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home, and that they understand little about many of the most useful, or best things in our country. The eastern MANNERS and Customs of old times

may

be explained from two sources.—1. From the ancient writers of other nations, who have described the customs of former times. Their works contain many passages which confirm the accounts given in the Bible, and nothing which really contradicts them, when carefully examined. Learned men have clearly proved this. Nor should we forget, that a great part of the Old Testament was written many

hundred years before

any other book now in existence.-2. Much, also, may be learned from modern travellers, who have visited the places mentioned in the Bible, and other countries of the east. People live there now very much in the same manner as they did in the times about which we read in the Bible, which were from two to six thousand years ago. The books of eastern travellers now are full of such statements, many are given in this volume, but they are only a small part of what might have been stated. Perhaps some travellers have gone too far, and mention as illustrations of the Bible what are not really such.

Also the RITES and CEREMONIES of the Jewish religion are too often carelessly passed by, from ignorance as to many of the particulars, which are very interesting when explained by the customs of the ancient Jews, or by the accounts of their own writers who lived about the time of our Saviour, which relate additional circumstances.

The Laws and Polity, or the political institutions of the Jews, contain much that is very important to be known, but which is not noticed by common readers; here, also, a knowledge of the manners and customs is of much use. All these things will be found interesting when inquired into. The design of this volume is to induce the reader so to study his Bible; and all who read it should examine the texts noticed. It would have been easy to have referred to a great many other texts, but most who read this book can look at a Concordance, or, if young persons, it is a good exercise to examine for themselves, and thus to be led to search the Scriptures. For this reason, as well as to save space, the texts are seldom given at great length in this volume. If that had been done, the book would have been twice the size and cost, without any advantage in return, while any plan that prevents the examining of the whole Bible is by no means desirable.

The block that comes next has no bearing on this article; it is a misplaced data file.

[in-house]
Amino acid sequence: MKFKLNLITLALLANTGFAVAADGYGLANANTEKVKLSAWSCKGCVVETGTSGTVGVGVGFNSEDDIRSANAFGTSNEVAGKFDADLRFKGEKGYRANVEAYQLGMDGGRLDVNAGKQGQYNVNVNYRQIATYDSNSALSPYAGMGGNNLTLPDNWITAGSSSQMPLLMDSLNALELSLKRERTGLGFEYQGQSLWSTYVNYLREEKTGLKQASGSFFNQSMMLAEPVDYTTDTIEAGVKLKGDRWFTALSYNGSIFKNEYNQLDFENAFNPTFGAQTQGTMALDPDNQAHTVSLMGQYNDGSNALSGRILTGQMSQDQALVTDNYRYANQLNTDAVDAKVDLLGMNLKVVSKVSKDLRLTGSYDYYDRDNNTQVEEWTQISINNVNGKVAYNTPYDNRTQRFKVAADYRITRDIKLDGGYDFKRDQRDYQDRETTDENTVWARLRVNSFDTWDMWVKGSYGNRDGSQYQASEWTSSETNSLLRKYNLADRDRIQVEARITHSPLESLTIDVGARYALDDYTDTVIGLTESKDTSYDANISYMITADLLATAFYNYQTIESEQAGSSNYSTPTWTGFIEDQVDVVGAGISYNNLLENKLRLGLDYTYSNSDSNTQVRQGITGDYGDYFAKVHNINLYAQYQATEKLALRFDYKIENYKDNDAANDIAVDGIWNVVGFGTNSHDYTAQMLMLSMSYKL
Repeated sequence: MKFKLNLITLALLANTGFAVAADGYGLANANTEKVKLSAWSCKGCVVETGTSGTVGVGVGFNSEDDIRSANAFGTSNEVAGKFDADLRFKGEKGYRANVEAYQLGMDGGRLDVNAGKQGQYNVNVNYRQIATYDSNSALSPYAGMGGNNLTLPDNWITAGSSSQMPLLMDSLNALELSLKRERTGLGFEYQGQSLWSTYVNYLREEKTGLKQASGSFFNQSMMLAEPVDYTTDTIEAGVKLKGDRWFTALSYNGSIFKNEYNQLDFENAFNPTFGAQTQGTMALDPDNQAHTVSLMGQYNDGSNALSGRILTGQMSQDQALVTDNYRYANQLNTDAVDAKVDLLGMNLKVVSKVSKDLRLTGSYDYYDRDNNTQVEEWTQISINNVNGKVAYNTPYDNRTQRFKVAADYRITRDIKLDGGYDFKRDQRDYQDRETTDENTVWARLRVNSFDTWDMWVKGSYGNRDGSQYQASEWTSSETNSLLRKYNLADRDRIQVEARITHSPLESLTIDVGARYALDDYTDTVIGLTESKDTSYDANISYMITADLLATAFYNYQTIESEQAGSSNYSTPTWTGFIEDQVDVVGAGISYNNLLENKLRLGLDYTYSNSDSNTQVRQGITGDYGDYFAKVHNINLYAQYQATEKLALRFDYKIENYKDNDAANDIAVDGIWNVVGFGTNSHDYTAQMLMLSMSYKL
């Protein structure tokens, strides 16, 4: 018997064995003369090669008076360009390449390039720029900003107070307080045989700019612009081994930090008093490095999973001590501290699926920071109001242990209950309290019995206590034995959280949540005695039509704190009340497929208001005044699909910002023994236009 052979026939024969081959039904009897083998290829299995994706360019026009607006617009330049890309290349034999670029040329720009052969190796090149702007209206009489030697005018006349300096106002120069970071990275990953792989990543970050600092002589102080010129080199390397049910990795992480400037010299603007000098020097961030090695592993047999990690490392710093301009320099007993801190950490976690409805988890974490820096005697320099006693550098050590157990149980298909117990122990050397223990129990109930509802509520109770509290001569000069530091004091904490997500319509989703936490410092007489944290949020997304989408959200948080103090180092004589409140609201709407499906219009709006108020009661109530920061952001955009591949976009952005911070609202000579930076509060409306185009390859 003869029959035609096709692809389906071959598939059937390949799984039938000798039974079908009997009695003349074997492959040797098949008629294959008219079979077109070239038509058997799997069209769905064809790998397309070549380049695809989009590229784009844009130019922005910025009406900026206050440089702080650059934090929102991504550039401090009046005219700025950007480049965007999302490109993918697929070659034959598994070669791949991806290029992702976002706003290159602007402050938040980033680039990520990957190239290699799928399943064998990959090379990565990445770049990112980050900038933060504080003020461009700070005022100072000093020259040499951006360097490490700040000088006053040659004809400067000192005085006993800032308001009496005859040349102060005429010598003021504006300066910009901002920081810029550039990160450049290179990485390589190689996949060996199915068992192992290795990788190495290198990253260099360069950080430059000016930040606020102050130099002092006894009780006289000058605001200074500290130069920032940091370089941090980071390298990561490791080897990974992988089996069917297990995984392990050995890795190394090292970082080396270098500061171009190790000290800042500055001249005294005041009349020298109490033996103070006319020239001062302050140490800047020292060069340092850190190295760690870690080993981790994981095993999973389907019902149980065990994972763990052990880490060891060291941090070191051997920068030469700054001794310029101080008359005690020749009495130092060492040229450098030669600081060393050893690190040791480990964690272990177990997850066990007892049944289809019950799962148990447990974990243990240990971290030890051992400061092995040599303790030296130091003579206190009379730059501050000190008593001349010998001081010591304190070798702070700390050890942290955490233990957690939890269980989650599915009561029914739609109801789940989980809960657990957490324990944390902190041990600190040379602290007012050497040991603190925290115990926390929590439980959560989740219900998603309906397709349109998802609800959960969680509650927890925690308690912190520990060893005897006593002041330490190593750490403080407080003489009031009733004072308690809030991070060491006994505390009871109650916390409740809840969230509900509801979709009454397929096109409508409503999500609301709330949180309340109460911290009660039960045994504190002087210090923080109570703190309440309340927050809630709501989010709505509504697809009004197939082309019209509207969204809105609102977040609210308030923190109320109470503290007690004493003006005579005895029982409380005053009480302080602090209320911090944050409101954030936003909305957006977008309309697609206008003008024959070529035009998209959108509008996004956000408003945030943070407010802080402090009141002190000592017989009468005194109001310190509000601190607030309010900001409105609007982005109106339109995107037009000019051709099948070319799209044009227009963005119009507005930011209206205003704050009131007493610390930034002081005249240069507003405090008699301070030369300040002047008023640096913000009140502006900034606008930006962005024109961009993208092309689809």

PART 1.

MANNERS AND CUSTOMS

OF THE JEWS AND OTHER NATIONS MENTIONED IN THE BIBLE.

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TENTS. WHEN Adam and Eve were driven from Paradise, they did not find houses ready built; they might, probably, for a time, take shelter in a cave, though we read very early of Cain building a city, Gen. iv. 17. Their abodes would be improved by degrees. Jabal, the son of Lamech, is thought to have invented tents. He is called the “ father of such as dwell in tents," Gen. iv. 20.

All these dwellings were destroyed by the flood, Gen. vii. 19.

After the earth was dried, and Noah came out of the ark, he seems, for some time at least, to have lived in a tent, Gen. ix. 21. This sort of dwelling would be the easiest to make. Even now, tents are very common in the east, especially for travellers. But it was not long before men began again to build houses and cities, Gen. xi. 4, 5.

People also often lived in caves. They sometimes hollowed out rooms in the cliffs and rocks, to serve for concealment as well as for dwellings, Judg. vi. 2; Heb. xi. 38. David often hid himself in caves, 1. Sam. xxii. 1; 2 Sam. xxiii. 13. Such places may be seen even in England. Many of these caves and under-ground places are to be found in Egypt and the east; they are described by Stephens and others. Buckingham found a hundred people at one place in Arabia, living in caves or grottoes hollowed in the rock. Some of these excavations are very large, and have many rooms, But in general, people lived either in tents or houses.

The patriarchs, Abraham, Isaac, and Jacob, lived in tents while in the land of Canaan, as we read in the book of Genesis. They are spoken of, Heb. xi. 9, as "dwelling in tabernacles," that is, tents. The life of a traveller in the east still illustrates this text. One says “It is a life of constant dependence and faith; when the tent is struck in the morning, the traveller knows not where it will be pitched at noon or evening; whether it is to be beside the palms and springs of water, or in solitude and sand." The patriarchs had more than one tent, probably a considerable number, and the women lived separate, as is now the custom among the rich Arabs. Thus we read of Rebekah having Sarah's tent, Gen. xxiv. 67. The tents of Rachel, Leah, and Jacob, also were separate, Gen. xxxi. 33. Or the tent often is divided into two parts, one for the women, where they cook and attend to domestic concerns. Irby and Mangles describe them as retiring to that part after placing mats for the guests, and then preparing food as a matter of course.